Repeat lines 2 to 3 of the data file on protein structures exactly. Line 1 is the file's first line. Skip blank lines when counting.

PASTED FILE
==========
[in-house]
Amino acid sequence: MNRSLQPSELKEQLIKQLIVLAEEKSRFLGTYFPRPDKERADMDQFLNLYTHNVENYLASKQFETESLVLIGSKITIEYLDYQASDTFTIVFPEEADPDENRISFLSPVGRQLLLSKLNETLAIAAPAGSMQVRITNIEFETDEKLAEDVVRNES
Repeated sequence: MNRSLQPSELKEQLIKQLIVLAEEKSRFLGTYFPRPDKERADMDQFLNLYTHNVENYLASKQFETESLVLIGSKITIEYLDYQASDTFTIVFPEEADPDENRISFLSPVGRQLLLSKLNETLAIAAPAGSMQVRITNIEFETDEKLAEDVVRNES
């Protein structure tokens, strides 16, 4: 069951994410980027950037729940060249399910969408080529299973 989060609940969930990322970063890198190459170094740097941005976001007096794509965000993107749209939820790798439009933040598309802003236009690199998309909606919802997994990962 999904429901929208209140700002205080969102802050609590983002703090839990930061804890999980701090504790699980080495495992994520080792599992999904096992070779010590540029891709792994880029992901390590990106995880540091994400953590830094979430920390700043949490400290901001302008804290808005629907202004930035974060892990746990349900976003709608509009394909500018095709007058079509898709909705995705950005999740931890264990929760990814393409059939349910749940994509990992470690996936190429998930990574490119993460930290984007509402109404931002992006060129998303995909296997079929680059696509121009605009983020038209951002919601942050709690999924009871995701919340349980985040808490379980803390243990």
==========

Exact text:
Amino acid sequence: MNRSLQPSELKEQLIKQLIVLAEEKSRFLGTYFPRPDKERADMDQFLNLYTHNVENYLASKQFETESLVLIGSKITIEYLDYQASDTFTIVFPEEADPDENRISFLSPVGRQLLLSKLNETLAIAAPAGSMQVRITNIEFETDEKLAEDVVRNES
Repeated sequence: MNRSLQPSELKEQLIKQLIVLAEEKSRFLGTYFPRPDKERADMDQFLNLYTHNVENYLASKQFETESLVLIGSKITIEYLDYQASDTFTIVFPEEADPDENRISFLSPVGRQLLLSKLNETLAIAAPAGSMQVRITNIEFETDEKLAEDVVRNES